St. Louis Arch: Video Shows Planned 2015 Transformation, Park Over The Highway

Jul 12, 2013 at 7:00 am
click to enlarge Arch grounds 2015. - via YouTube
via YouTube
Arch grounds 2015.

By 2015, a visit to the tallest national monument in the country will be a much improved experience.

So say the folks behind the CityArchRiver 2015 project, a public-private partnership effort to redevelop the area around the St. Louis Gateway Arch -- with some of the road work beginning later this summer. And the organization has just released a video showing viewers up close what the Arch grounds will actually look like in two years when the massive redesign is complete.

For starters, pedestrians will, for the first time ever, be able to walk from the Old Courthouse to the Arch grounds and to the riverfront on one continuous "greenway" path.

See also: - Gateway Arch 2015: New Details in Massive Redesign, Riverfront Plans (PHOTOS) - Photos: 50 Years After Arch Construction Began, A Look Back At Its Creation - Photos: Giant Spider Takes Over the Arch!

Here's the informational "fly-through" video, which includes some interviews with (real!) tourists who love the Arch...but do agree that it'd be nice if visitors didn't have to dart across a highway to get to it. The latter half of the footage gives a close-up view of what the final product will look like with side-by-side comparisons of its current state.

"The Arch grounds is separated from the city that surrounds it by 180 feet of noise, concrete and highway signage," Ryan McClure, communications director for the foundation, tells Daily RFT. "I watch everyday that fear in people's eyes as they cross that tangle of infrastructure."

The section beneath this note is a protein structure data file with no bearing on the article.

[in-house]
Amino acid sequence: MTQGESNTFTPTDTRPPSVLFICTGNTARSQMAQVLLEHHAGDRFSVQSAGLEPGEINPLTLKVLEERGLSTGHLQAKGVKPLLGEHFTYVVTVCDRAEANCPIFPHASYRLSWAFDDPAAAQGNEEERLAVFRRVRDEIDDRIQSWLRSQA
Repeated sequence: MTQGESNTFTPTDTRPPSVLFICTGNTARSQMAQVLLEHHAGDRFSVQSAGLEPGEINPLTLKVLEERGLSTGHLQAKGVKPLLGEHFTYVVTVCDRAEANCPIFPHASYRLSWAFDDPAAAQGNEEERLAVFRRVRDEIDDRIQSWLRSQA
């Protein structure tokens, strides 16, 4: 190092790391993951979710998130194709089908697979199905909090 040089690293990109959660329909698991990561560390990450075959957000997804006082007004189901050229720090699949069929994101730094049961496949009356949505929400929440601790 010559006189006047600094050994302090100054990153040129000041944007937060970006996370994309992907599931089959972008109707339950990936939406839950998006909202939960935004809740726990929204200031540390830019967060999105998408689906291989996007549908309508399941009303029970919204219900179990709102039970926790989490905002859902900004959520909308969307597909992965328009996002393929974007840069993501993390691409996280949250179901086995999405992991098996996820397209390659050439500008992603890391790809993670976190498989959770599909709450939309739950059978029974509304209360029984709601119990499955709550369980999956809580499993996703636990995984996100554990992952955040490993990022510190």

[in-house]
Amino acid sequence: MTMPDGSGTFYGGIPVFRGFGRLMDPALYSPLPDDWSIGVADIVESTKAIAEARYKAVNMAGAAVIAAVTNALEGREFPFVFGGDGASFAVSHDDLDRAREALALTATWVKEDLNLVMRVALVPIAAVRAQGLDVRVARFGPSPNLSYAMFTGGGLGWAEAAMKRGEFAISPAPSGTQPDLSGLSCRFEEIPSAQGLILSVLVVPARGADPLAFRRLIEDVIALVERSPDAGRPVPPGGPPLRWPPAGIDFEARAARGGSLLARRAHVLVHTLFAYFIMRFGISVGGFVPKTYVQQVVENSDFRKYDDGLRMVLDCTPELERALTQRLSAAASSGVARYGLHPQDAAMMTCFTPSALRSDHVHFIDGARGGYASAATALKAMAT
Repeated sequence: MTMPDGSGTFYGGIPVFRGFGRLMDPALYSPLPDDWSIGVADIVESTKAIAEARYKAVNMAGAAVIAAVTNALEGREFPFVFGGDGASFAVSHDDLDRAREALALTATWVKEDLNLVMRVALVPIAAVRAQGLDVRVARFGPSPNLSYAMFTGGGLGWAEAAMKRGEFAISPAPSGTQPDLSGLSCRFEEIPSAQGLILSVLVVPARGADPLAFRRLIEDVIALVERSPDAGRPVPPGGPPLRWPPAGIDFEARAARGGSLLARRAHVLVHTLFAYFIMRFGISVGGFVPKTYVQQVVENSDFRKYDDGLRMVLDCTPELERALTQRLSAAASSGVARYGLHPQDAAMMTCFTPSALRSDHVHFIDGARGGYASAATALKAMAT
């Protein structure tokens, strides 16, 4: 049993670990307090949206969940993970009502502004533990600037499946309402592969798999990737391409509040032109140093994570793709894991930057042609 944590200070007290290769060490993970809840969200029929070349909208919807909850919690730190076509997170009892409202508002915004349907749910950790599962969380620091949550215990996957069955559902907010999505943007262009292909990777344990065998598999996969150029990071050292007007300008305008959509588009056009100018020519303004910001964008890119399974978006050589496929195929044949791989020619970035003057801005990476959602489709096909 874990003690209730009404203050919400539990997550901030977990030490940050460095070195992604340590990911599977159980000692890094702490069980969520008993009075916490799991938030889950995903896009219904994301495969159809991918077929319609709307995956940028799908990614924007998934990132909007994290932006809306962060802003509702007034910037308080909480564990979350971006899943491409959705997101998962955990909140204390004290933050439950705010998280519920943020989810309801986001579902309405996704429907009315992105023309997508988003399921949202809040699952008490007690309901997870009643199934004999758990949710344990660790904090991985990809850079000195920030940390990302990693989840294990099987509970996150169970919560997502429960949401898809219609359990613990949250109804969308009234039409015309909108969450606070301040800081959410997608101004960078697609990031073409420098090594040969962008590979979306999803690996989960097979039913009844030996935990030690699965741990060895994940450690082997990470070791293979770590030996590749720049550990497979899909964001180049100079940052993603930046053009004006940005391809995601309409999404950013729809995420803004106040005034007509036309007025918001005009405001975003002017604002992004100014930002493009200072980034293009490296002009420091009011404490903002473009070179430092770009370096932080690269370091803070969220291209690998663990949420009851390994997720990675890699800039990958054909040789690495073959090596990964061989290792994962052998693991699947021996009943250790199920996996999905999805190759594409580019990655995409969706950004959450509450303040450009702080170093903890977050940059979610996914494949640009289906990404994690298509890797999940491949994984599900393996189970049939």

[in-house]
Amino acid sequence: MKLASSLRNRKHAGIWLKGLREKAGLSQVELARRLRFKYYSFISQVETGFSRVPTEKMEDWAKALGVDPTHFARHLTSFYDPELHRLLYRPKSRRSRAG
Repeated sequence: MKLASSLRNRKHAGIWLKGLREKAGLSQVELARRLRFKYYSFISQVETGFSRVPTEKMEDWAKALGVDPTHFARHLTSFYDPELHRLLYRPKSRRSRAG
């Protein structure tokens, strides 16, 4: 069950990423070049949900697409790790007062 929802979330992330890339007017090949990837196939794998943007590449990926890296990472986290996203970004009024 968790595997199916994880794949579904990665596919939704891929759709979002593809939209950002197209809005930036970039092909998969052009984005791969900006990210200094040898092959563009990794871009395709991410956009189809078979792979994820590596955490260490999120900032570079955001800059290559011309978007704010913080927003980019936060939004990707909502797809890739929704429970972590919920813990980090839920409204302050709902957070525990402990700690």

He explains, "It's a real issue...and the solution is there. We've got the funding."

The entire transformation -- of which the park over the highway is just one part -- is slated for completion by October 2015, in time for the 50th anniversary of the Gateway Arch's completion.

The Missouri Department of Transportation will begin roadway improvements in August, he says.

The redevelopment will still allow vehicles to get in and out of downtown, McClure says, but will greatly enhance the pedestrian experience.

"We hear it all the time. It's very difficult, it's intimidating, it's dangerous," he says. "People have been saying that for decades.... This region has been talking about ways to find a solution to that problem for decades and we finally have the solution and it's going to happen."

He adds, "For the first time, the structure that defines our region will finally be connected to it."

Below are some renderings of the project from our previous coverage, all courtesy of CityArchRiver 2015.

Continue for more renderings.